Updated: Aug 21, 2021
Although I mentioned the hellebores in another post they need their own separate mention.
A few years ago I was fortunate enough to meet the incomparable Barry Glick of Sunshine Farms in West Virginia and my original hellebores are the result of his breeding program. They have now matured and are absolutely fantastic. Some are very near black and are especially amazing.
Last year I added many new plants from Walters Gardens and these plants, although new, are producing a few flowers which are very impressive.
Below is a collection of this year’s hellebore pictures
There is a lot of advice about how to pick and use hellebores. I have found that dipping the flowers into Quick Dip immediately upon picking, then placing them into a bucket of hot water is very effective. (I keep Quick Dip with me in the field for picking many flowers and it is the floral industry secret to cutting lilacs, hydrangeas and other woody cut flowers.) I allow the water to cool to room temperature then put the bucket of flowers into the cooler. If you have room in your refrigerator this is an important step that really helps to ensure the flowers will maintain hydration. Just be sure to remove all fruits and vegetables while storing flowers in a refrigerator--fruits put out a gas that kills flowers. Hellebores last for up to a week when picked and conditioned in this way. I use flowers a little less mature than some recommend, but I cut out the centers. This prevents the stamens and seed pods from dropping out of your arrangement. Very immature flowers will droop no matter how they are treated and should be left on the plant to mature. If you are willing to experiment you may develop your own method, but this has worked well for us. A close look at the pictures above will show that most are uncut hellebores. And the cut hellebores do not have the centers removed--these are hellebores that were not used for customers. All of those little anthers fall quite quickly after cutting and if I were going to use these in arrangements I would try to remove everything in the center, including immature seed pods and stamens. When the seed pods puff up I leave them intact.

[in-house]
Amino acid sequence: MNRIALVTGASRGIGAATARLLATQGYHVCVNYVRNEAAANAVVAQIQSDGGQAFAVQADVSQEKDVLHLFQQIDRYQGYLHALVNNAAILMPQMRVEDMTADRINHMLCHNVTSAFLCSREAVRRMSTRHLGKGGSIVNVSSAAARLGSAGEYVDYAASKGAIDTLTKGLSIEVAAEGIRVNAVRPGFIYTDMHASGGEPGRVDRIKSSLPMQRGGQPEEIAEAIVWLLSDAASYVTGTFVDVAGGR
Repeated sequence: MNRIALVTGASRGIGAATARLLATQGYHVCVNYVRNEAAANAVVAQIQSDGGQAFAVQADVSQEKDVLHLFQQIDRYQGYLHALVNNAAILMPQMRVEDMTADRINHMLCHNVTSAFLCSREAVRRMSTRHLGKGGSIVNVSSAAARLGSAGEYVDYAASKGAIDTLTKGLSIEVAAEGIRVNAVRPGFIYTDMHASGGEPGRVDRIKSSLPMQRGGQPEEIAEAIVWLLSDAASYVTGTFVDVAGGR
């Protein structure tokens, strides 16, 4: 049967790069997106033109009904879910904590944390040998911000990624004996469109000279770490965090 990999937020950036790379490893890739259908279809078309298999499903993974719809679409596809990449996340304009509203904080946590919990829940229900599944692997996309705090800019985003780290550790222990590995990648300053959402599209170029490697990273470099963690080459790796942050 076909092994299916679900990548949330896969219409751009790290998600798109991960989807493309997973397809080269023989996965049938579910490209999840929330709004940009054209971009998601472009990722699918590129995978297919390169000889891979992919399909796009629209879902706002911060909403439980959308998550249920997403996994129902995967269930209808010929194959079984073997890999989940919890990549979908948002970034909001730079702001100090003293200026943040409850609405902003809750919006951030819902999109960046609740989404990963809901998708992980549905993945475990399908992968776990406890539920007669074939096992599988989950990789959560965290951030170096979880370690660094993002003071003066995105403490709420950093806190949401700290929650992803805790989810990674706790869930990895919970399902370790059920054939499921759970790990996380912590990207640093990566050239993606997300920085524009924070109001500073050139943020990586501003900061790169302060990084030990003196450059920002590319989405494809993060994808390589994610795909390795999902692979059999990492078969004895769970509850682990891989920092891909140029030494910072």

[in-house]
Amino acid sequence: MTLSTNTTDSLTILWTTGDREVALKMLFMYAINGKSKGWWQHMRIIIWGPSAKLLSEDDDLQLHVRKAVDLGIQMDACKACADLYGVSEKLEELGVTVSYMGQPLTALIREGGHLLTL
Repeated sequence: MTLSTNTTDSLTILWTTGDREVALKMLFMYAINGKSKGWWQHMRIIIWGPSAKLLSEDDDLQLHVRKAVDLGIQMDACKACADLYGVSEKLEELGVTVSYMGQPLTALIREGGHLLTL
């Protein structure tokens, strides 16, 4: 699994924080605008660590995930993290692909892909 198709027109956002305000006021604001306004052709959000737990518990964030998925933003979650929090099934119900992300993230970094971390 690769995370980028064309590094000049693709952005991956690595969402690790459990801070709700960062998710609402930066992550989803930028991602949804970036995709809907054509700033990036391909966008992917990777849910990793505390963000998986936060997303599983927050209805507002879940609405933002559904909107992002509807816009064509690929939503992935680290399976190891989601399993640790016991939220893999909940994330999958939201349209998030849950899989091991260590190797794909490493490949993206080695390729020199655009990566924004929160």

Hellebores, tulips and lilacs in a bouquet.